That changes in sexual orientation usually do not come about easily should occasion no surprise.  Many pleasurable forms of behavior, particularly sexual behavior, tend toward compulsion and addiction.  They cannot be turned on and off like a light switch.  A close friend of mine, who has worked for over a decade counseling sex offenders in prisons, has shared with me the pessimism that prison mental health staff have about effecting permanent change.  Despite the best effort of clinicians, the recidivism rate for rapists and child molesters is extremely high.  The reason why is clear:  there is a biological or physiological component to their peculiar experience of sexual arousal.  Yet few would claim that change is impossible for such offenders.  If society believed that, there would be no point to providing prison counseling services.  If once incarcerated sex offenders learn to manage and control their aberrant sexual impulses, it is appropriate to say that satisfactory change has occurred.  Why not be able to say the same about once homosexually oriented people who are able to effectively manage such impulses?  One can also make comparisons with non-criminal forms of immoral or inappropriate sexual behavior (e.g., sadomasochism, bestiality, addiction to pornography, and intense dissatisfaction with single-partner monogamous relationships) or with non-sexual compulsions, addictions, and disorders which have a genetic or biological aspect (e.g., alcoholism, smoking addictions, eating disorders, depression, pathological gambling, aggression, and criminal behavior).  We have no difficulty acknowledging significant change in a “recovering alcoholic” who generally stays away from the bottle but from time-to-time struggles with an internal, physiologically connected desire to drink.  Nor do we accuse Alcoholics Anonymous of being a failure because they have only a 25-30% success rate, where “success” is not defined as the complete abolition of temptation.

. . . . We have argued strongly up till now that homosexuals can change; or, more precisely, that at least some homosexuals, including some who claim to have been exclusively homosexual in orientation, are capable of change. Of course, empirically not all homosexuals will change, if by “change” we mean make a major adjustment in sexual orientation.  As a Christian, I have a strong belief in the power of the Spirit of God to change the lives of those who submit themselves to the lordship of Jesus Christ. . . .  At the same time, we have Christians who appear on the surface at least to have made sincere efforts to change, and yet have been unable to move from a homosexual to a heterosexual orientation.  Patterns of sexual arousal embedded in the brain are not easily removed.  When the apostle Paul referred to warfare between the flesh and Spirit in the Christian life, he spoke optimistically of the Christian’s ability to “walk” or behave in accordance with the wishes of the indwelling Spirit.  Yet even that victory presupposes an ongoing struggle with sinful desires. Christians are not guaranteed that they will be freed from such desires altogether, but rather that their identity is not defined by such desires.  It is fair to say that Christians who no longer participate in the homosexual behavior of their pre-Christian life are ex-homosexuals.  “These things some of you were” (1 Cor 6:11).  No longer obeying homosexual impulses but now obeying the will of God for their lives, they have been transformed into the adopted children of God.  In the same way, heterosexuals who continue to experience temptations to lust after members of the opposite sex other than their spouse, yet resist such temptations and refuse to act on them, are ex-fornicators and ex-adulterers. Christians are not promised an end to sexual temptation in its various forms.  They are given the anchored hope that those who endure to the end will be saved.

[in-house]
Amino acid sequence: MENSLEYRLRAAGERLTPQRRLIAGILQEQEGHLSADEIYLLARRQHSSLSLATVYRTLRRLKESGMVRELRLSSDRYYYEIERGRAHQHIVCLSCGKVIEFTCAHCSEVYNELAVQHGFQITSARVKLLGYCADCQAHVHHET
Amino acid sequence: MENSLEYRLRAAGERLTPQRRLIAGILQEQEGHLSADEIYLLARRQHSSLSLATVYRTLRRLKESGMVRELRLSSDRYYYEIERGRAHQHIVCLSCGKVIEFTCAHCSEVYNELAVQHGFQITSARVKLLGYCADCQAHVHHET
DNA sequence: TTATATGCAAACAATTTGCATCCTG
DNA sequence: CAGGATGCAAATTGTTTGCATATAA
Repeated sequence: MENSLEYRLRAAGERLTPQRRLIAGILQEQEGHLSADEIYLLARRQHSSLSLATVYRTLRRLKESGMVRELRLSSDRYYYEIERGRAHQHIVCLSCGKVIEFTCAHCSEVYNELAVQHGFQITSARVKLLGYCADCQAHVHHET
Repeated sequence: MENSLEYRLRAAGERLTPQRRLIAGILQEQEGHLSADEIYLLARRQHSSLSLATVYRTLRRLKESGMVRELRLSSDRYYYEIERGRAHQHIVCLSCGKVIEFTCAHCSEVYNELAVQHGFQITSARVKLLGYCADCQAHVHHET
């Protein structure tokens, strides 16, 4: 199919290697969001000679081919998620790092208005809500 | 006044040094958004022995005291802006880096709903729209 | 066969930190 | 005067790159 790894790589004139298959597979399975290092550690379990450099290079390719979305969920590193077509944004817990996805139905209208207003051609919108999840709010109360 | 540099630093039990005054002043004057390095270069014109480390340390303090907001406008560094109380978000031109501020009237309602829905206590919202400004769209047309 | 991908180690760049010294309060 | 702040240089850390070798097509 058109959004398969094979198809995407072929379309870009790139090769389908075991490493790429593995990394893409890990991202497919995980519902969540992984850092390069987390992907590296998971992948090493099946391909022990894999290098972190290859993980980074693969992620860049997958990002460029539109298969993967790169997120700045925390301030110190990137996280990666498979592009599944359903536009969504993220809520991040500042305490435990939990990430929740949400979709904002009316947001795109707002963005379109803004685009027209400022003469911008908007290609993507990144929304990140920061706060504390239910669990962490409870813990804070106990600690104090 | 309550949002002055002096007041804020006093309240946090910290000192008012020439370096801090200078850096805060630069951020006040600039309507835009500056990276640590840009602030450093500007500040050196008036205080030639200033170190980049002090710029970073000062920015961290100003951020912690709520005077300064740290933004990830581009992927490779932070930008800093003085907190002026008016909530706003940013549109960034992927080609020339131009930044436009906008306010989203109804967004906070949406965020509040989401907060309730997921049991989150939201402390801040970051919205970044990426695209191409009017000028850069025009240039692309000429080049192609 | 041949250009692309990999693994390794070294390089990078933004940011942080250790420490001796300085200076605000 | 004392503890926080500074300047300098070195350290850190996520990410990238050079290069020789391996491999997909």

The best hope for change in the sexual orientation of homosexuals comes not in attempts to treat homosexuals after years and years of homosexual behavior but rather in limiting the options that young people have in terms of sexual experimentation.  Some people will experiment under any cultural conditions.  Nevertheless, cross-cultural studies prove beyond a shadow of a doubt that strong cultural disapproval of homosexual behavior can significantly curtail the incidence of such behavior.  So perhaps a better question to ask than “Can homosexuals change?” is “Can the numbers of self-identifying homosexuals in the population be affected by cultural attitudes toward homosexual behavior?”  The answer to that question is “Yes, significantly so.” (boldface added)